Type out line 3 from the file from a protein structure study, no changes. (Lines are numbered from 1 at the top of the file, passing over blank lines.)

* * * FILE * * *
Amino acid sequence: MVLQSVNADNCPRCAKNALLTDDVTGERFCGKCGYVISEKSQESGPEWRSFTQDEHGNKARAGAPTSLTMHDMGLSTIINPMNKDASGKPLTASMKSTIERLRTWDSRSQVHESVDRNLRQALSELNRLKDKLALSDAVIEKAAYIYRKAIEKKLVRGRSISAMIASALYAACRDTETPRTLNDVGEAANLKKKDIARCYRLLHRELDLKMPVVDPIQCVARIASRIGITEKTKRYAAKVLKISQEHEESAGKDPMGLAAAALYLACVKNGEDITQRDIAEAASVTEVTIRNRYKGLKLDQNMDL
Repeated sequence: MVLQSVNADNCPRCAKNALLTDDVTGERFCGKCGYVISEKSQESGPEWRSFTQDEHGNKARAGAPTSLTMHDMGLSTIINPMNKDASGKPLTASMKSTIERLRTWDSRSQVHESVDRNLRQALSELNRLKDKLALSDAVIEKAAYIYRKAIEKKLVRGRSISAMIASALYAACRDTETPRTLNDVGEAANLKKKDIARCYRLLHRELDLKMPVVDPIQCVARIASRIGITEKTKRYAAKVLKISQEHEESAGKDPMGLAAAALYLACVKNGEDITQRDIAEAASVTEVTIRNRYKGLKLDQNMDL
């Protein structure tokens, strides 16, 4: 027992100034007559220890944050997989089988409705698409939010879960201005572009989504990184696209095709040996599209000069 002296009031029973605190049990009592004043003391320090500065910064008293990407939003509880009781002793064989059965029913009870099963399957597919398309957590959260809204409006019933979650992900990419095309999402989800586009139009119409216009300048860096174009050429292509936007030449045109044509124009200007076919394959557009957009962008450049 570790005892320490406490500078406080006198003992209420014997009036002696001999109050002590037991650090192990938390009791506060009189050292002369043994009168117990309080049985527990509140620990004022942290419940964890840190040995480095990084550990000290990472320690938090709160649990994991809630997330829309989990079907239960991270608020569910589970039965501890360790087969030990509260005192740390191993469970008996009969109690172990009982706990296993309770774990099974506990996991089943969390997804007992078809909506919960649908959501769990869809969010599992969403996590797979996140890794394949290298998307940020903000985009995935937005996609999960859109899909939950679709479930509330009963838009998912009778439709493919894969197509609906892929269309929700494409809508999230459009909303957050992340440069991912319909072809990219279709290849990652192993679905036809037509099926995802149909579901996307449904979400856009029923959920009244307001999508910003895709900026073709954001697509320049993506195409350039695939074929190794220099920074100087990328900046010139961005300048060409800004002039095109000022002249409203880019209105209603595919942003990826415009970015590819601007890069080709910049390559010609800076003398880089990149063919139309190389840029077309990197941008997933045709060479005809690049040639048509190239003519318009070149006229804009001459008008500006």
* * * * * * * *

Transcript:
């Protein structure tokens, strides 16, 4: 027992100034007559220890944050997989089988409705698409939010879960201005572009989504990184696209095709040996599209000069 002296009031029973605190049990009592004043003391320090500065910064008293990407939003509880009781002793064989059965029913009870099963399957597919398309957590959260809204409006019933979650992900990419095309999402989800586009139009119409216009300048860096174009050429292509936007030449045109044509124009200007076919394959557009957009962008450049 570790005892320490406490500078406080006198003992209420014997009036002696001999109050002590037991650090192990938390009791506060009189050292002369043994009168117990309080049985527990509140620990004022942290419940964890840190040995480095990084550990000290990472320690938090709160649990994991809630997330829309989990079907239960991270608020569910589970039965501890360790087969030990509260005192740390191993469970008996009969109690172990009982706990296993309770774990099974506990996991089943969390997804007992078809909506919960649908959501769990869809969010599992969403996590797979996140890794394949290298998307940020903000985009995935937005996609999960859109899909939950679709479930509330009963838009998912009778439709493919894969197509609906892929269309929700494409809508999230459009909303957050992340440069991912319909072809990219279709290849990652192993679905036809037509099926995802149909579901996307449904979400856009029923959920009244307001999508910003895709900026073709954001697509320049993506195409350039695939074929190794220099920074100087990328900046010139961005300048060409800004002039095109000022002249409203880019209105209603595919942003990826415009970015590819601007890069080709910049390559010609800076003398880089990149063919139309190389840029077309990197941008997933045709060479005809690049040639048509190239003519318009070149006229804009001459008008500006």